Minnesota Department Of Health
A salmonella outbreak has been linked to a Maple Grove restaurant. Minnesota Department of Health and Hennepin County officials say at least 23 people got sick after eating at Old Country Buffet in late January. One person was hospitalized but has since been released.
The illness that made 30 Springfield Public school students sick enough to go to the hospital Thursday was not caused by carbon monoxide, according to the Minnesota Department of Health. A group of fourth and fifth graders became sick while rehearsing for a choir concert. On Friday, school officials say all the students are fine, and health officials think the illness may have been caused by nerves. Bethany Mattson says she was never really worried about her fifth-grade daughter, who was rehearsing with her classmates Thursday morning in the school’s auditorium. But she can see why other parents may have felt differently.
Deaths and other harm to patients from preventable errors such as falls and surgical mistakes have dropped in the 10 years since Minnesota started requiring hospitals and other care centers to report them, according to a report released Thursday.
Kathy from Roseville asked: How long is a person with the flu contagious? The Minnesota Department of Health follows the guidelines of the Centers for Disease Control when it comes to influenza.
New figures released by the Minnesota Department of Health show the flu continues to be widespread. Last week there were 186 hospitalizations, down nine from the previous week. But experts say that does not reflect a decrease because many cases from last week have yet to be officially reported. Doctors who spoke with WCCO say many people who have gotten the flu this year are laid up for at least a week.
Fairview Health Services is temporarily changing its visitor’s policy at its seven hospitals because of widespread flu in Minnesota. Fairview says its hospital will screen visitors for flu-like symptoms or exposure to others who have had symptoms.
Cleanup continues after a heating system failure caused water damage and disrupted operations at the Minnesota Department of Health’s laboratory.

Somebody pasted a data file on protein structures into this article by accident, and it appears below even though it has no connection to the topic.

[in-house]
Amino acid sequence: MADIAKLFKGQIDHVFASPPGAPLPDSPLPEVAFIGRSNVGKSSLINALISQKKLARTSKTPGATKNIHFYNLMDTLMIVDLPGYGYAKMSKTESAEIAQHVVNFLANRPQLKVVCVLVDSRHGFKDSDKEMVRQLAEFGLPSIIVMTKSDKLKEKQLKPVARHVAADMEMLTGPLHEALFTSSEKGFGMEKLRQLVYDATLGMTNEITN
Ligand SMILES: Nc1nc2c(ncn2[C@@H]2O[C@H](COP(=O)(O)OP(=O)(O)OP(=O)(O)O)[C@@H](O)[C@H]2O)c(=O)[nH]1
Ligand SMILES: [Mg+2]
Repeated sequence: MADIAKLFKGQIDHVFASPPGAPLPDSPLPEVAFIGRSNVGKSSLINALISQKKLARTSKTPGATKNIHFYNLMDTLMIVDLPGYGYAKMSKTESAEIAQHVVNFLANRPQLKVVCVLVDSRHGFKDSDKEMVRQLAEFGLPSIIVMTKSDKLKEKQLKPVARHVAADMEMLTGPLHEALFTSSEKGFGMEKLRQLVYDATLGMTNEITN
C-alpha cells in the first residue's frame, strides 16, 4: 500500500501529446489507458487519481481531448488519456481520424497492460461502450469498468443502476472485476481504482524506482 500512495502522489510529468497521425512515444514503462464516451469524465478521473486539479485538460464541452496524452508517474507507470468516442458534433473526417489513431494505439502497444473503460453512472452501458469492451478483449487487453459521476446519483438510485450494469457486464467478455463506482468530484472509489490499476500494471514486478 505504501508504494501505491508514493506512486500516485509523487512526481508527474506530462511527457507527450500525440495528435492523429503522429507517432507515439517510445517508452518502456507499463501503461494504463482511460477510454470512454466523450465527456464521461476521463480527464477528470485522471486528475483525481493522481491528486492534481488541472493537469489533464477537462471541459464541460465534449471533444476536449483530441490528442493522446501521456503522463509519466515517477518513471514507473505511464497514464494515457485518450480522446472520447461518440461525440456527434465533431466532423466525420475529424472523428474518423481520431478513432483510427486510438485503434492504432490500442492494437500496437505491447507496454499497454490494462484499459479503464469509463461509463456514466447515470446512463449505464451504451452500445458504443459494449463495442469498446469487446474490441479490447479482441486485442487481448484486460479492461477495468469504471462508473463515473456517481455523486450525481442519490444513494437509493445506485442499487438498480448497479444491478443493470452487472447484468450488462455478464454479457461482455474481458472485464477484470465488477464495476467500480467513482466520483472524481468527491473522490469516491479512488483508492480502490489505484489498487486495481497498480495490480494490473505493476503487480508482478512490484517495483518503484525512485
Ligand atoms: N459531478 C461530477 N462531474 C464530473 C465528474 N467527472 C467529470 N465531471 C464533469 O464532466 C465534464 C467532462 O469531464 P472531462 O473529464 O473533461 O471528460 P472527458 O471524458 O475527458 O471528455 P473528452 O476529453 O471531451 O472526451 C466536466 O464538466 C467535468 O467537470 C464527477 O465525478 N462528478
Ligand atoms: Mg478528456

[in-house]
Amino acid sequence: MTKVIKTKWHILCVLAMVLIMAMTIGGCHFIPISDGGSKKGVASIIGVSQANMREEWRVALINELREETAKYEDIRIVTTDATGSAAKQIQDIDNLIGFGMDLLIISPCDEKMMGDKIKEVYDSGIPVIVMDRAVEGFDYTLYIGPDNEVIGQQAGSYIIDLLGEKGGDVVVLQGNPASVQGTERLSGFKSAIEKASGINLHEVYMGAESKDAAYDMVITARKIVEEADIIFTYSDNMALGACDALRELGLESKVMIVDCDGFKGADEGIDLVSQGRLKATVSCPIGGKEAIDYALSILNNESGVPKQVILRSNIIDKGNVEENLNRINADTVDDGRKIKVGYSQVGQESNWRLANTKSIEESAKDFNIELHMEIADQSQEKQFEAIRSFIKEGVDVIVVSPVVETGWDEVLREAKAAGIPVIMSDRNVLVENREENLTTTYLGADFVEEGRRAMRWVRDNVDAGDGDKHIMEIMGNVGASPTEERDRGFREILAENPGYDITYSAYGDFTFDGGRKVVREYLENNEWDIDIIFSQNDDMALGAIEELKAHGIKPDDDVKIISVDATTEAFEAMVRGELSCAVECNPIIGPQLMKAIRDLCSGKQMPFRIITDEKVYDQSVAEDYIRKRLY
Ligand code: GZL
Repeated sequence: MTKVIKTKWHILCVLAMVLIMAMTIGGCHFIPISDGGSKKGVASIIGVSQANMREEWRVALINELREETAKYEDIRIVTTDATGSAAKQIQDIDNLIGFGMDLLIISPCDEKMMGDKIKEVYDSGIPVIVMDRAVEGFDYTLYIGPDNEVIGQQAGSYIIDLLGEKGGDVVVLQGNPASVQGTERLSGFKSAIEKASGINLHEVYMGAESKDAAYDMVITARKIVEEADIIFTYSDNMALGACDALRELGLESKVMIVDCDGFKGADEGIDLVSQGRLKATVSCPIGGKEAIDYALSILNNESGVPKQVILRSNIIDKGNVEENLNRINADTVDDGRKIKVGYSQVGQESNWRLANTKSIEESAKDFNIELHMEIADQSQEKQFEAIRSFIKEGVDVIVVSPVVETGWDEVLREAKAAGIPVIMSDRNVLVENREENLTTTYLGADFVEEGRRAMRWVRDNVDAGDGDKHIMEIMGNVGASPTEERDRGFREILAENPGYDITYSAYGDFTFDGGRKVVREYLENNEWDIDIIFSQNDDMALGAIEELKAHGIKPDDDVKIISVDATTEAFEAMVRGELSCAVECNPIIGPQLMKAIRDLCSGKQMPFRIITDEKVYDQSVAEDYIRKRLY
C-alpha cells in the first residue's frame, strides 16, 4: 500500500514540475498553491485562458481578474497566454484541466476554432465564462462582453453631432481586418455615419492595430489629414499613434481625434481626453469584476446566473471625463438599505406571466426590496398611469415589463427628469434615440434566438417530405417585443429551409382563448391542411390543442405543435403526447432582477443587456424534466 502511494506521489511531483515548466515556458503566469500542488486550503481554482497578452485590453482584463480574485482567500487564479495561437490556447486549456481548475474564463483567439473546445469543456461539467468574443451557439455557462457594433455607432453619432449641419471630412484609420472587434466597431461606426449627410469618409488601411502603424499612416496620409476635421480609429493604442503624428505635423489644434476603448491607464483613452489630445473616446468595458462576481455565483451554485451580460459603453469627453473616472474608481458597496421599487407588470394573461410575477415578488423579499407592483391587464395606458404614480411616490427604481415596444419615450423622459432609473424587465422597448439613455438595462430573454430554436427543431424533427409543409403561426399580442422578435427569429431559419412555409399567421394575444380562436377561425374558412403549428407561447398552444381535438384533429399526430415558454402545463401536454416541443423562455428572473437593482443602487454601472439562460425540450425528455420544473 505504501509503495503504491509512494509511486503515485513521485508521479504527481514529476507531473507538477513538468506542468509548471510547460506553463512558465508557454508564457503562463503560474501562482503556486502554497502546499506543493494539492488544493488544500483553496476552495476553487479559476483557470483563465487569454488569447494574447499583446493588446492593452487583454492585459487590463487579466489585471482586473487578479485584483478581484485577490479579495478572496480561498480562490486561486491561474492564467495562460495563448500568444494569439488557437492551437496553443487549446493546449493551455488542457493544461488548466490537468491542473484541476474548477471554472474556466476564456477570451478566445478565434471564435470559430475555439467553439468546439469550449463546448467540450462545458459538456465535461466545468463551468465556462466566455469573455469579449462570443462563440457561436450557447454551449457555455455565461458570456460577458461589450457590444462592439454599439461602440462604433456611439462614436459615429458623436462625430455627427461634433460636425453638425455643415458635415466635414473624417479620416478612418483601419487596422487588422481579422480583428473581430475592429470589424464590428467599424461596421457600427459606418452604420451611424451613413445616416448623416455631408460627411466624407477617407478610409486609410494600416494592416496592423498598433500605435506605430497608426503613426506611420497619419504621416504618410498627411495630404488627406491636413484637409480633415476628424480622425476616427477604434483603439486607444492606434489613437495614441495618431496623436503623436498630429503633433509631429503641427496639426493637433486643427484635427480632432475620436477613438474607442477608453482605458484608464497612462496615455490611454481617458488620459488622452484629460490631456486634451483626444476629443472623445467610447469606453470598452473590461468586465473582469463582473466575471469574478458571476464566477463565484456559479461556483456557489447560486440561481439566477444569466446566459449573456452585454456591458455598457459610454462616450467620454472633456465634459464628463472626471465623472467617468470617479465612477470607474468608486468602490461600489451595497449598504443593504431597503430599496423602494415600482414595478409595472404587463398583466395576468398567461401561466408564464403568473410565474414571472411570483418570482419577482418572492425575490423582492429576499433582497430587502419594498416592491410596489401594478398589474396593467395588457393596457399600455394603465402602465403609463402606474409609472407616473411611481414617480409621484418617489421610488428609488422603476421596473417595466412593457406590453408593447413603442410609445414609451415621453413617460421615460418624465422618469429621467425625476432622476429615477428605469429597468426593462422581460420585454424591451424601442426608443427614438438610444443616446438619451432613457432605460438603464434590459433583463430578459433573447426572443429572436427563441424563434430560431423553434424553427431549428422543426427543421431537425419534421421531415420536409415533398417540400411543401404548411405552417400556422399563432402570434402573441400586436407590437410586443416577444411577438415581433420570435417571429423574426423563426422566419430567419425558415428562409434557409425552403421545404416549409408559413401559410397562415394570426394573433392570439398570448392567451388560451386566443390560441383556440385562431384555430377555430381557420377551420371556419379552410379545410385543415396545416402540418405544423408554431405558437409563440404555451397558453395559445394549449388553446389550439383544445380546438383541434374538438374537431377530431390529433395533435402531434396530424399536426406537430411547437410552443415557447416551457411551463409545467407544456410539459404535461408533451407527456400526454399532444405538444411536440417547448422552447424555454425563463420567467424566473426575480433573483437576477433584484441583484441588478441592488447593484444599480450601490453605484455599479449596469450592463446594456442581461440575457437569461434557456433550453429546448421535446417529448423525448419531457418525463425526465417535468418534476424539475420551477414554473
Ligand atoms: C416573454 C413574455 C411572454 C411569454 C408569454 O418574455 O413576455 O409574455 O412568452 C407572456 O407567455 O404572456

The Minnesota Department of Health says the flu is now widespread across Minnesota. The department reported Thursday there were 71 influenza-related hospitalizations reported last week. That’s nearly twice the number reported the week before.
Health officials said Thursday a harmful vapor is potentially entering homes and buildings in parts of Minneapolis, and it’s raising health concerns for residents. The Minnesota Department of Health and the Minnesota Pollution Control Agency sent letters on Wednesday to residents in the Como neighborhood of southeast Minneapolis to alert them of the issue.
Minnesota’s official influenza season started in October and will last through April. It’s the same for much of the northern hemisphere. In the southern hemisphere, the months are reversed. Flu season down happens during their winter – from May through September.
Three people have confirmed E. coli infections from a Minnesota pumpkin patch petting zoo, according to the Minnesota Department of Health. The three cases are all children – from 15 months old to 7 years old – and one child is hospitalized with hemolytic uremic syndrome (HUS), a serious complication of an E. coli infection characterized by kidney failure.
More than 3,700 Minnesotans have signed up for health insurance coverage so far through the state’s new online exchange. The board of directors for MNsure got its first report on the enrollment on Wednesday.
The federal government shutdown could actually make you sick. The Centers for Disease Control and Prevention in Atlanta is closed, for the most part. And the experts who work on preventing and managing flu outbreaks are not doing that.
State officials have notified 105 Minnesota Department of Health workers that they might be laid off because of the federal government shutdown. The employees are in positions that are partially paid for by federal funds.
All across the state, workplaces, doctors’ offices and drug stores have been offering the flu shot. For years, the Centers for Disease Control and Minnesota Department of Health have recommended people get vaccinated as soon as the vaccine is available, which is generally the middle to end of September.